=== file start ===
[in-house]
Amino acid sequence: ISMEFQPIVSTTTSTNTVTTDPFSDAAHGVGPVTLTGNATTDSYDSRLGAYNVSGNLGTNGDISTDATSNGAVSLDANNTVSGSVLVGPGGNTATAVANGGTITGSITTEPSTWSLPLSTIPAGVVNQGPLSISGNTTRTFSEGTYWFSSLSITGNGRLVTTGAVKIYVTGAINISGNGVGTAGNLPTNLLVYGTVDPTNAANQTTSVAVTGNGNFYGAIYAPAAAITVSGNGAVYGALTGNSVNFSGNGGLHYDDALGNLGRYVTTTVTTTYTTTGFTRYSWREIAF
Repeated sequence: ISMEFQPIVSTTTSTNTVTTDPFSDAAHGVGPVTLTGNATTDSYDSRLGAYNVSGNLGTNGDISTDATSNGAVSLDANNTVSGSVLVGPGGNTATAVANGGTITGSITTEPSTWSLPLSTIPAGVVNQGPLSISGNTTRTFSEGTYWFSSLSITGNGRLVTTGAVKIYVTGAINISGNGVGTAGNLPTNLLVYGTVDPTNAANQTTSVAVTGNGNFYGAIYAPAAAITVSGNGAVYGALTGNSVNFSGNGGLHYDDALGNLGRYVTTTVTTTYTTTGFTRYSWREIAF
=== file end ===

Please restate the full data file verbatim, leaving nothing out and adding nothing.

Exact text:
[in-house]
Amino acid sequence: ISMEFQPIVSTTTSTNTVTTDPFSDAAHGVGPVTLTGNATTDSYDSRLGAYNVSGNLGTNGDISTDATSNGAVSLDANNTVSGSVLVGPGGNTATAVANGGTITGSITTEPSTWSLPLSTIPAGVVNQGPLSISGNTTRTFSEGTYWFSSLSITGNGRLVTTGAVKIYVTGAINISGNGVGTAGNLPTNLLVYGTVDPTNAANQTTSVAVTGNGNFYGAIYAPAAAITVSGNGAVYGALTGNSVNFSGNGGLHYDDALGNLGRYVTTTVTTTYTTTGFTRYSWREIAF
Repeated sequence: ISMEFQPIVSTTTSTNTVTTDPFSDAAHGVGPVTLTGNATTDSYDSRLGAYNVSGNLGTNGDISTDATSNGAVSLDANNTVSGSVLVGPGGNTATAVANGGTITGSITTEPSTWSLPLSTIPAGVVNQGPLSISGNTTRTFSEGTYWFSSLSITGNGRLVTTGAVKIYVTGAINISGNGVGTAGNLPTNLLVYGTVDPTNAANQTTSVAVTGNGNFYGAIYAPAAAITVSGNGAVYGALTGNSVNFSGNGGLHYDDALGNLGRYVTTTVTTTYTTTGFTRYSWREIAF